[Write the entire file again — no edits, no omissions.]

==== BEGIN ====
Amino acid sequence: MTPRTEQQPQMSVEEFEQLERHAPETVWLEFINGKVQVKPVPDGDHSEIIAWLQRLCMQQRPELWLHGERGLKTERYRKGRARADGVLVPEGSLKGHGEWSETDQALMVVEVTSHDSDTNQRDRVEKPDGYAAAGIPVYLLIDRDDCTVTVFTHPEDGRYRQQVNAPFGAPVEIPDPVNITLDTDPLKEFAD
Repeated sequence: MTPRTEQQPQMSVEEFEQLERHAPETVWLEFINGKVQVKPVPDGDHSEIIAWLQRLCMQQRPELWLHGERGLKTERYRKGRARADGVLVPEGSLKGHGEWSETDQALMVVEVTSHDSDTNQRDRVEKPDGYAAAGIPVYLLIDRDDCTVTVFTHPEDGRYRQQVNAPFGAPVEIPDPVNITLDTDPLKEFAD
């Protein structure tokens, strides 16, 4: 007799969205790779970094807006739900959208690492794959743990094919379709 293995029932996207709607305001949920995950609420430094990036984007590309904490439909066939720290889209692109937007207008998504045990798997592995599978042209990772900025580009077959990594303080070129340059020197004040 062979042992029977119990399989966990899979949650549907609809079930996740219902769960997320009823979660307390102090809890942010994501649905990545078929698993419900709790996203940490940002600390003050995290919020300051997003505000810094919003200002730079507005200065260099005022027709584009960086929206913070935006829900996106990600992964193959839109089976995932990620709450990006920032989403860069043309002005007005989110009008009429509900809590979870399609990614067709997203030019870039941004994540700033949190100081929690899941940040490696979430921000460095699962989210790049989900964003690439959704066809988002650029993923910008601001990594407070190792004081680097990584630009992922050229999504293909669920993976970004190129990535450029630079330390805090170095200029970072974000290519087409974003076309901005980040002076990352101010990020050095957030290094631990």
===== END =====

Amino acid sequence: MTPRTEQQPQMSVEEFEQLERHAPETVWLEFINGKVQVKPVPDGDHSEIIAWLQRLCMQQRPELWLHGERGLKTERYRKGRARADGVLVPEGSLKGHGEWSETDQALMVVEVTSHDSDTNQRDRVEKPDGYAAAGIPVYLLIDRDDCTVTVFTHPEDGRYRQQVNAPFGAPVEIPDPVNITLDTDPLKEFAD
Repeated sequence: MTPRTEQQPQMSVEEFEQLERHAPETVWLEFINGKVQVKPVPDGDHSEIIAWLQRLCMQQRPELWLHGERGLKTERYRKGRARADGVLVPEGSLKGHGEWSETDQALMVVEVTSHDSDTNQRDRVEKPDGYAAAGIPVYLLIDRDDCTVTVFTHPEDGRYRQQVNAPFGAPVEIPDPVNITLDTDPLKEFAD
């Protein structure tokens, strides 16, 4: 007799969205790779970094807006739900959208690492794959743990094919379709 293995029932996207709607305001949920995950609420430094990036984007590309904490439909066939720290889209692109937007207008998504045990798997592995599978042209990772900025580009077959990594303080070129340059020197004040 062979042992029977119990399989966990899979949650549907609809079930996740219902769960997320009823979660307390102090809890942010994501649905990545078929698993419900709790996203940490940002600390003050995290919020300051997003505000810094919003200002730079507005200065260099005022027709584009960086929206913070935006829900996106990600992964193959839109089976995932990620709450990006920032989403860069043309002005007005989110009008009429509900809590979870399609990614067709997203030019870039941004994540700033949190100081929690899941940040490696979430921000460095699962989210790049989900964003690439959704066809988002650029993923910008601001990594407070190792004081680097990584630009992922050229999504293909669920993976970004190129990535450029630079330390805090170095200029970072974000290519087409974003076309901005980040002076990352101010990020050095957030290094631990």